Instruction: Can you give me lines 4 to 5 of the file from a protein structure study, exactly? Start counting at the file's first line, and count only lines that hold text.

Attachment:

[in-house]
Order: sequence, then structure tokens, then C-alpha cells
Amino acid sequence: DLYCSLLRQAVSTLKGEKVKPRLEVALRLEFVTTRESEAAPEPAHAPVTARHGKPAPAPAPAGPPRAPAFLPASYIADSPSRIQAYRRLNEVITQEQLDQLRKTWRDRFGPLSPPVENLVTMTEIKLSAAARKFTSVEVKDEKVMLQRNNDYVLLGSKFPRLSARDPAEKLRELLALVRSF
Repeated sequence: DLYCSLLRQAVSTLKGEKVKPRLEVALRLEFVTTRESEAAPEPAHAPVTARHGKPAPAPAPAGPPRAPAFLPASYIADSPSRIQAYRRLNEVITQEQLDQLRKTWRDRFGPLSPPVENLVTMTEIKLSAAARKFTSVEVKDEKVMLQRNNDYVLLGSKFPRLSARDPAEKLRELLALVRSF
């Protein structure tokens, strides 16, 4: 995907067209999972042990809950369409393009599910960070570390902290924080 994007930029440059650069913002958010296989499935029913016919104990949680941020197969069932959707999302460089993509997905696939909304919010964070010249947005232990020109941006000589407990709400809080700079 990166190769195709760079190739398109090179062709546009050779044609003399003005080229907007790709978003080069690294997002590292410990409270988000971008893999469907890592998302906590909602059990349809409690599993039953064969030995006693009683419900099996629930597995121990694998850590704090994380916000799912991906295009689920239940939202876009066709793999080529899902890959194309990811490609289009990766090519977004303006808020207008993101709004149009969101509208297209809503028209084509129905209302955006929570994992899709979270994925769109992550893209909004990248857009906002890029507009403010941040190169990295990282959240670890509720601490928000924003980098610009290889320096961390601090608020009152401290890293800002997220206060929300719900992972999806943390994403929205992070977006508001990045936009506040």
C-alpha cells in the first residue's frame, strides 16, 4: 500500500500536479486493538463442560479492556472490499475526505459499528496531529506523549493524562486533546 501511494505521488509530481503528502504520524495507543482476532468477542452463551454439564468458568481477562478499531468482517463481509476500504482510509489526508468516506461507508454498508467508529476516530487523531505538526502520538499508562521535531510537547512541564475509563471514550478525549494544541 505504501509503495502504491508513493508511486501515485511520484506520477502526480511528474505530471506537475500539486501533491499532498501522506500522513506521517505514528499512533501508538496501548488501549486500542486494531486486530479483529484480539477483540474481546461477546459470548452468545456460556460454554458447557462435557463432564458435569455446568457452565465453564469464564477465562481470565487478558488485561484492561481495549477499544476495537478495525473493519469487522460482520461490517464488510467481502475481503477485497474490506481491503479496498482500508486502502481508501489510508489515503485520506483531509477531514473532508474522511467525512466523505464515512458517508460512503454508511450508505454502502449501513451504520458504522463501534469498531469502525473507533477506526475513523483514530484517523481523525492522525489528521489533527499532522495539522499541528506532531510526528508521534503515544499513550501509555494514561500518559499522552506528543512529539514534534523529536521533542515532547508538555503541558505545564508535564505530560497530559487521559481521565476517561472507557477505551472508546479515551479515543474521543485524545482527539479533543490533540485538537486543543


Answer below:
Repeated sequence: DLYCSLLRQAVSTLKGEKVKPRLEVALRLEFVTTRESEAAPEPAHAPVTARHGKPAPAPAPAGPPRAPAFLPASYIADSPSRIQAYRRLNEVITQEQLDQLRKTWRDRFGPLSPPVENLVTMTEIKLSAAARKFTSVEVKDEKVMLQRNNDYVLLGSKFPRLSARDPAEKLRELLALVRSF
């Protein structure tokens, strides 16, 4: 995907067209999972042990809950369409393009599910960070570390902290924080 994007930029440059650069913002958010296989499935029913016919104990949680941020197969069932959707999302460089993509997905696939909304919010964070010249947005232990020109941006000589407990709400809080700079 990166190769195709760079190739398109090179062709546009050779044609003399003005080229907007790709978003080069690294997002590292410990409270988000971008893999469907890592998302906590909602059990349809409690599993039953064969030995006693009683419900099996629930597995121990694998850590704090994380916000799912991906295009689920239940939202876009066709793999080529899902890959194309990811490609289009990766090519977004303006808020207008993101709004149009969101509208297209809503028209084509129905209302955006929570994992899709979270994925769109992550893209909004990248857009906002890029507009403010941040190169990295990282959240670890509720601490928000924003980098610009290889320096961390601090608020009152401290890293800002997220206060929300719900992972999806943390994403929205992070977006508001990045936009506040």